O’Shea: shomi’s targeting consumers who want to watch programs on phones and tablets as well as television screens. Starting sometime this summer, they’ll be able to try it out anywhere they have an internet connection. Sean O’Shea, Global News, Toronto.

[scroll of shomi choices screen; person scrolling on tablet; big screen TV set; man looking at a tablet]

CTV News Channel aired a report about Bell Gigabit Fibe on June 25, 2015 at 4:30 pm. The title of the report, “Bell Gigabit Fibe” appears at the bottom of the screen, along with the caption “Toronto residents will get the fastest internet”.

anchor Merella Fernandez: Now Bell customers in Toronto are going to have access to lightning fast internet through a 20 billion dollar infrastructure investment being made by the telecommunications company.

footage of George Cope, Bell Canada President & CEO, making announcement: ... important for our economy, twenty-four hundred direct jobs will be created right here in Toronto.

at same announcement event, John Tory, Toronto Mayor: It is more than just another investment, it’s more than just another business decision. It is something that is going to make a big difference to people and to attracting investment and jobs and keeping investment and jobs.

Fernandez: The new Gigabit Fibe service provides download speeds of one thousand megabits per second, so to give you some perspective, a full-length HD movie will download in seven seconds. The service rolls out in Toronto in the summer and Bell will donate Gigabit Fibe to United Way community hubs in the city. Bell, by the way, the parent company of Bell Media, which does own CTV and this channel.


The Complaints

File 14/15-1311

The following complaint was sent to the CRTC on May 27, 2015 and forwarded to the CBSC in due course:

On Wed, May 27, 2015 11:30 pm Global News Toronto (channel 3 in Ottawa with Rogers cable) aired a report re Shomi service which is offered by Shaw/Rogers corporations. The report informs viewers that Shomi will be no longer be available to Shaw/Rogers customers but to everyone. This 'news story' is nothing more than a free ad for Shaw which owns Global News. If it isn't a violation of regulations then I think it ought to be. The press can never be used by the company that owns it to serve their financial interests. If Shaw wants to advertise a service, they can pay for ad space like any other business.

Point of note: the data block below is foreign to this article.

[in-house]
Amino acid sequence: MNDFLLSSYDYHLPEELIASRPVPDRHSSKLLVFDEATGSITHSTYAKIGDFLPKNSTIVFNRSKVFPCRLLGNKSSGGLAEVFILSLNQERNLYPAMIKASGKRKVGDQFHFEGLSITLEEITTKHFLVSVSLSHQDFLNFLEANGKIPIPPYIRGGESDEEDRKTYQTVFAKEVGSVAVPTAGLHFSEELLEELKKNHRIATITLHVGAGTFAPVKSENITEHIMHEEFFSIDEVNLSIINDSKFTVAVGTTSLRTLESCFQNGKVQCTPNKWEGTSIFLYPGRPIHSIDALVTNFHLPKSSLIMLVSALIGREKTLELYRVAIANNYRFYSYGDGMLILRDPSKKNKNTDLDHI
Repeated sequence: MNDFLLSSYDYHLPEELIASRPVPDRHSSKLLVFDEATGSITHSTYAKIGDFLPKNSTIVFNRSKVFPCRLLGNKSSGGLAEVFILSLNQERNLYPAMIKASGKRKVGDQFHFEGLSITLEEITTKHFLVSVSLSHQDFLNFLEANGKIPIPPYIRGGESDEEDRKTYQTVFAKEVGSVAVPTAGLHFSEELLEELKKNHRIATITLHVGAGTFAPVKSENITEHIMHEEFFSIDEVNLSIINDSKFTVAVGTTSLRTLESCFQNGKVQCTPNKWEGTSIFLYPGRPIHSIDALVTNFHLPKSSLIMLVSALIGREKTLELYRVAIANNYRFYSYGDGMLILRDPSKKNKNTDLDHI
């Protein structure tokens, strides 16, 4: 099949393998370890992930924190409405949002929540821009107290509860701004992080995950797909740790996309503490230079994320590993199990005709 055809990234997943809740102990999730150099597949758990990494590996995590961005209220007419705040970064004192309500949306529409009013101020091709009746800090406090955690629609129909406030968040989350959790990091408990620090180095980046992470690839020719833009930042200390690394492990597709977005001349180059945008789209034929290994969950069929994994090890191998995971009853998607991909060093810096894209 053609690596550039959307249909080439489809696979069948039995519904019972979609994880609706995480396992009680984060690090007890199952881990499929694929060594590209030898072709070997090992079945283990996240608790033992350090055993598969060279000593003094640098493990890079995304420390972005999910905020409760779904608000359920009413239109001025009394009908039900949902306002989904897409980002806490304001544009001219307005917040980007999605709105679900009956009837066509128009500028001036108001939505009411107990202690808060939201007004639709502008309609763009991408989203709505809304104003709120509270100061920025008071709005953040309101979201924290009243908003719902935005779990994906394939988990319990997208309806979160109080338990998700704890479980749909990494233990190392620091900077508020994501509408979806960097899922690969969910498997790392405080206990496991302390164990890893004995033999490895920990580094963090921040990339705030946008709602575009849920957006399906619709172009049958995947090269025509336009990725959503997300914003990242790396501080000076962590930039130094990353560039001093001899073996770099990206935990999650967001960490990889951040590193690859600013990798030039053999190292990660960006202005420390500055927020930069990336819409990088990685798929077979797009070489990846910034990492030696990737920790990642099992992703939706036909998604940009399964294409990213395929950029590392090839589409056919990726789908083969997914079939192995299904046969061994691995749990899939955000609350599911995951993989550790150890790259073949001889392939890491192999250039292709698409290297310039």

File 14/15-1393

The following complaint was submitted via the CBSC webform on June 25, 2015:

Television or Radio Station: CTV News Channel
Name of the program or the on-air person: CTV News today
Date of Program: June 25/15
Time of Program: 4:30 pm


A news report about faster Bell fibe for Toronto residents that the newscaster acknowledges owns CTV News Channel. This is too common a practice of news organizations being used by their parent company to give free advertising of their products dressed up as 'the news'. This undermines the public's confidence in the integrity of the press which has a democratic function that is in conflict with the self interest of business. How do we trust what is being passed off as news in the public's interest is not corporate propaganda?

Broadcaster Responses

File 14/15-1311 Global Ontario & shomi

Global responded on June 26: